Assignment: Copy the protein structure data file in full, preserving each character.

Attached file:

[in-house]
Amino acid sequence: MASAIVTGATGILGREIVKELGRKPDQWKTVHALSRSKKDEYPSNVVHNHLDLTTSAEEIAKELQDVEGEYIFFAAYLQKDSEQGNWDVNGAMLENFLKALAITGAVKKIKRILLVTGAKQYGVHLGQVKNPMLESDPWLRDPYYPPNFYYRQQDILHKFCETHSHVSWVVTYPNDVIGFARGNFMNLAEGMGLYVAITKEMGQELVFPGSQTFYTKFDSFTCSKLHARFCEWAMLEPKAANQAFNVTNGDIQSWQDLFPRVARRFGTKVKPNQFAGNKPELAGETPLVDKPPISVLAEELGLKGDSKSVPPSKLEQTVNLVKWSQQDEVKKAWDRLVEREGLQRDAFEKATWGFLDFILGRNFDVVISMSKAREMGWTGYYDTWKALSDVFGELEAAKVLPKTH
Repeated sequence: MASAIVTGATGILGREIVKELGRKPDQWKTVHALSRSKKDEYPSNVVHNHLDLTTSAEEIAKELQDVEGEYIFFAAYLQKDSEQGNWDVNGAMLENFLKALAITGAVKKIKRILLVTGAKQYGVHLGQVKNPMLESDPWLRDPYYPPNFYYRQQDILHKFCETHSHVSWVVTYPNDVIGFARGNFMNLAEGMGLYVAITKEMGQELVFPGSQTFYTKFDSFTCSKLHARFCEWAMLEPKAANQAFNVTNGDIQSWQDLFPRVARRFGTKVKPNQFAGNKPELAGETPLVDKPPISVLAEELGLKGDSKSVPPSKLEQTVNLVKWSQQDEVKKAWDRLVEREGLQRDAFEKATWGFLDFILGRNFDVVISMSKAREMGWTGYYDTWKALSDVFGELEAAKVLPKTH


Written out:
[in-house]
Amino acid sequence: MASAIVTGATGILGREIVKELGRKPDQWKTVHALSRSKKDEYPSNVVHNHLDLTTSAEEIAKELQDVEGEYIFFAAYLQKDSEQGNWDVNGAMLENFLKALAITGAVKKIKRILLVTGAKQYGVHLGQVKNPMLESDPWLRDPYYPPNFYYRQQDILHKFCETHSHVSWVVTYPNDVIGFARGNFMNLAEGMGLYVAITKEMGQELVFPGSQTFYTKFDSFTCSKLHARFCEWAMLEPKAANQAFNVTNGDIQSWQDLFPRVARRFGTKVKPNQFAGNKPELAGETPLVDKPPISVLAEELGLKGDSKSVPPSKLEQTVNLVKWSQQDEVKKAWDRLVEREGLQRDAFEKATWGFLDFILGRNFDVVISMSKAREMGWTGYYDTWKALSDVFGELEAAKVLPKTH
Repeated sequence: MASAIVTGATGILGREIVKELGRKPDQWKTVHALSRSKKDEYPSNVVHNHLDLTTSAEEIAKELQDVEGEYIFFAAYLQKDSEQGNWDVNGAMLENFLKALAITGAVKKIKRILLVTGAKQYGVHLGQVKNPMLESDPWLRDPYYPPNFYYRQQDILHKFCETHSHVSWVVTYPNDVIGFARGNFMNLAEGMGLYVAITKEMGQELVFPGSQTFYTKFDSFTCSKLHARFCEWAMLEPKAANQAFNVTNGDIQSWQDLFPRVARRFGTKVKPNQFAGNKPELAGETPLVDKPPISVLAEELGLKGDSKSVPPSKLEQTVNLVKWSQQDEVKKAWDRLVEREGLQRDAFEKATWGFLDFILGRNFDVVISMSKAREMGWTGYYDTWKALSDVFGELEAAKVLPKTH